I soon developed a fondness for the musky perfume–which reminded me in a weird way of elderflower. I fell for them without ever having sampled the real thing, and then one summer, black currants turned up practically in our back yard. We were over at Mrs. L’s farm, near our house in Connecticut, picking blueberries. In case you didn’t read this post from last July, picking blueberries at Mrs. L.’s
honor-system blueberry patch is one of my most favorite things on earth. Nine times out of ten she doesn't appear at all, but one day she did, and she was in a chatty mood. I don't remember how the subject came up, but she casually mentioned her black currant bushes. Ben perked up, not quite believing his ears.

“People don't really like them in this country.” She said, waving a hand dismissively. “They don’t understand them. You're welcome to pick some.”

So we set about picking, which is no easy task, and whenever we see her now we delicately wangle an invitation to take some of the fruit off her hands. They also show up some weekends in season–along with the blueberries–at the excellent Marble Valley Farm (Route 7 just south of Kent, CT).

In New York City, Wilklow Orchards sells black currants (along with red currants and gooseberries), as does Red Jacket Orchards. Both farms have stands at NYC greenmarkets, including Borough Hall and Union Square. Wilklow had some fine looking black currants yesterday, but I was told they won't be around for much longer.
How to best eat these dusky little fruits? Cooked! You really do not want to eat them raw, as they are intensely tannic with a strong, almost resinous flavor. My friend Kamila tells me that when she was a child in the Czech Republic, her family grew them in their yard, where she and her sister would hold contests to see who could endure eating the most raw black currants. They also enjoyed them cooked in desserts and in jams, and would use the tines of a fork to “comb” the berries off the stems, which can be an arduous task.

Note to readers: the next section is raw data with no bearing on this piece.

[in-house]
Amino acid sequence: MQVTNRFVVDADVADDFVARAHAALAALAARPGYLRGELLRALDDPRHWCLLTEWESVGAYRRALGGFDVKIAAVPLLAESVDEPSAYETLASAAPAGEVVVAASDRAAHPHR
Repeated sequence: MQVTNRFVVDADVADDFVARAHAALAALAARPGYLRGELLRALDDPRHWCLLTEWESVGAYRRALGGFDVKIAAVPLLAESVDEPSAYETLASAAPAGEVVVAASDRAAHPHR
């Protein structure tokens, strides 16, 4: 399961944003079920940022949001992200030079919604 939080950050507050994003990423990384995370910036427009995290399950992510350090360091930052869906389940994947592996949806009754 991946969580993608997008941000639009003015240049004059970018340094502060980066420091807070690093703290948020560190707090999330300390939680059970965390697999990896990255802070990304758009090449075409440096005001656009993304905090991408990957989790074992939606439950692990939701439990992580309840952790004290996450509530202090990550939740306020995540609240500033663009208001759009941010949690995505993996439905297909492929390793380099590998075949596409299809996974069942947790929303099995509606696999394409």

Every summer, I have experimented with and enjoyed black currants in various ways. I have made a concentrated syrup to mix with water (still or sparkling), kind of like Ribena. You make the syrup by stewing the black currants with sugar and a bit of water, then mashing and straining them. Mrs. L. tells us she likes to serve black currant syrup over slices of lemon cake.

I have also made an alcoholic version, using vodka, to fashion a sort of homemade Crème de Cassis, for kirs and kir royals (mix a small amount with crisp white wine or champagne, respectively).